Turtles Find Well-Beeing in Texas
An injured sea turtle has had honey from Fennessey Ranch applied to a wound to promote healing.
Honey bees and sea turtles may seem like animal odd couples, but these two species are unique collaborators in two of the Mission-Aransas Reserve’s stewardship programs: Fennessey Ranch and the Amos Rehabilitation Keep (ARK).
The University of Texas at Austin purchased a conservation easement on the privately owned Fennessey Ranch as part of the Mission-Aransas Reserve in 2006. The 3,261-acre wildlife oasis is home to diverse wildlife and an environmentally friendly business that profits from traditional livestock ranching, wildlife tours, hunting leases, and photography trips.
For the past 15 years, the Ranch has also supported a thriving population of honey bees and beehives. 2020 saw a record harvest, producing 40 gallons of honey, and the Mission-Aransas Reserve put that surplus to good use through the ARK’s turtle rehabilitation program.
Two apiarists tend to the hives at Fennessey Ranch.
Honey from Fennessey Ranch being applied to an injured sea turtle.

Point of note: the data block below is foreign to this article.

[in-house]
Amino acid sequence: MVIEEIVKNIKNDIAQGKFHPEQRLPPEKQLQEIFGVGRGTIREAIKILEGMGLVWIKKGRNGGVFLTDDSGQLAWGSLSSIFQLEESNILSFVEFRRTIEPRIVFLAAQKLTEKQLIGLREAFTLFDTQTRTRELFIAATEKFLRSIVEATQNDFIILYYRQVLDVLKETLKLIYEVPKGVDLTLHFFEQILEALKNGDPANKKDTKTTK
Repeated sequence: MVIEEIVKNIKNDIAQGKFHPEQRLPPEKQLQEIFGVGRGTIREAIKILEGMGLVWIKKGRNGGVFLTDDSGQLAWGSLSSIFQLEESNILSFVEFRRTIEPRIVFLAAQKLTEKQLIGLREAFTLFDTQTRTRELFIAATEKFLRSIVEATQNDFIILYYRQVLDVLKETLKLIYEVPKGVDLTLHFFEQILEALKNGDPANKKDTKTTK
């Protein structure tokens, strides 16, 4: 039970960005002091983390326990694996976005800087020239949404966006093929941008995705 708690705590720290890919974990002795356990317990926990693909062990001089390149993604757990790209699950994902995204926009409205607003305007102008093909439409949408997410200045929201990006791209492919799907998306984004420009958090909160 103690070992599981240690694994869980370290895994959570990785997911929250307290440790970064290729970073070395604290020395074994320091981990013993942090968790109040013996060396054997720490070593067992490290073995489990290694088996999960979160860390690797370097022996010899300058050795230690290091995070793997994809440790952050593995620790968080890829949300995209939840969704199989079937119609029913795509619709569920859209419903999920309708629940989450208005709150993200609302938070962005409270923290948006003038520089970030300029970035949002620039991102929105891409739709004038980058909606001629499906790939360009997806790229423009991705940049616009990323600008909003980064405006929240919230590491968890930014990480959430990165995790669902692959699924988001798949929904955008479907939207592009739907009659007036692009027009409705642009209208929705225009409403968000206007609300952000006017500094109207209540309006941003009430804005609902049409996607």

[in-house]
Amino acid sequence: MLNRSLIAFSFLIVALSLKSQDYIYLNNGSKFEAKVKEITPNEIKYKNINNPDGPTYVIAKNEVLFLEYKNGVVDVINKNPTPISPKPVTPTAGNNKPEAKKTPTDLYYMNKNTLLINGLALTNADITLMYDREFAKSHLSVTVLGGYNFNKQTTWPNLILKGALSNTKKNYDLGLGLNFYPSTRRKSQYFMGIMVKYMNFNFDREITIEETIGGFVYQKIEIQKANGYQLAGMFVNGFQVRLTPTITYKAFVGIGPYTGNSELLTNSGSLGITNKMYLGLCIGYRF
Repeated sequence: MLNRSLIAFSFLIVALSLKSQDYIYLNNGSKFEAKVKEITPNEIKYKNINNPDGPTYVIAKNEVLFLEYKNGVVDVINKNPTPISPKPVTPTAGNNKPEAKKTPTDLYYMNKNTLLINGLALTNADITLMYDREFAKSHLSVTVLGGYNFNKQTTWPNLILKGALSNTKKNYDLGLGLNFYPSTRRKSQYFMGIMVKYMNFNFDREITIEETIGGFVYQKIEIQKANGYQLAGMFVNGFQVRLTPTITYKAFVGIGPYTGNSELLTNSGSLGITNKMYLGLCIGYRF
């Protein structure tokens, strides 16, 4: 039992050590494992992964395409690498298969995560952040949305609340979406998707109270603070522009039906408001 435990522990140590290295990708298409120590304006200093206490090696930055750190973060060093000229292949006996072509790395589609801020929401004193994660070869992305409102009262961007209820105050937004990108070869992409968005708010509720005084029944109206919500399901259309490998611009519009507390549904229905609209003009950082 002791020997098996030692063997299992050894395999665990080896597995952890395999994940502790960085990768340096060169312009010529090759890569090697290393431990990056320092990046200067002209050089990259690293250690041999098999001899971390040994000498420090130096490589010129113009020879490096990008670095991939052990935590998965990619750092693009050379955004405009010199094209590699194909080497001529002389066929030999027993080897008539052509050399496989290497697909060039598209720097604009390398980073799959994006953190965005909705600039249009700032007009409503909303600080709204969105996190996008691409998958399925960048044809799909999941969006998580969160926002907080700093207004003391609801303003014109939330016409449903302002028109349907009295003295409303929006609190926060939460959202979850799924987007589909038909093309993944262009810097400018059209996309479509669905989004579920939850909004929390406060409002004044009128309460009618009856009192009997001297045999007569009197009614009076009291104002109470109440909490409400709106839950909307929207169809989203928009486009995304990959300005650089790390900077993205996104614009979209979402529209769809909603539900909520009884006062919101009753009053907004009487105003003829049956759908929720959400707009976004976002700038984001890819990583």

The ARK rescues and rehabilitates sick and injured birds, sea turtles, terrestrial turtles, and tortoises found along the South Texas coast and returns them to their native habitat. For the past several years, the ARK has used honey on injured turtles. With antimicrobial and antibacterial properties that help to promote wound healing, the honey also encourages healthy tissue granulation in wounds and helps to treat inflammation.
The partnership began in late 2020, when Alicia Walker, ARK Program Coordinator and Katie Swanson, Stewardship Coordinator and Fennessey Ranch Manager, were catching up over coffee and tea (presumably with honey). Alicia mentioned the use of honey on their injured turtles and how expensive it is, and Katie offered her honey from the Ranch.
In 2021, the ARK rescued and/or received 113 live stranded sea turtles not including a large cold stun event, many of them treated with honey from Fennessey Ranch, located 40 miles inland.. Bees helping sea turtles … who would have guessed?
This story was adapted from this article by Joan Garland.
NERRA is proud to celebrate the 50th anniversary of the Coastal Zone Management Act—the legislation that led to the creation of the National Estuarine Research Reserve System. Want more Reserve stories delivered to your inbox? Subscribe to our newsletter.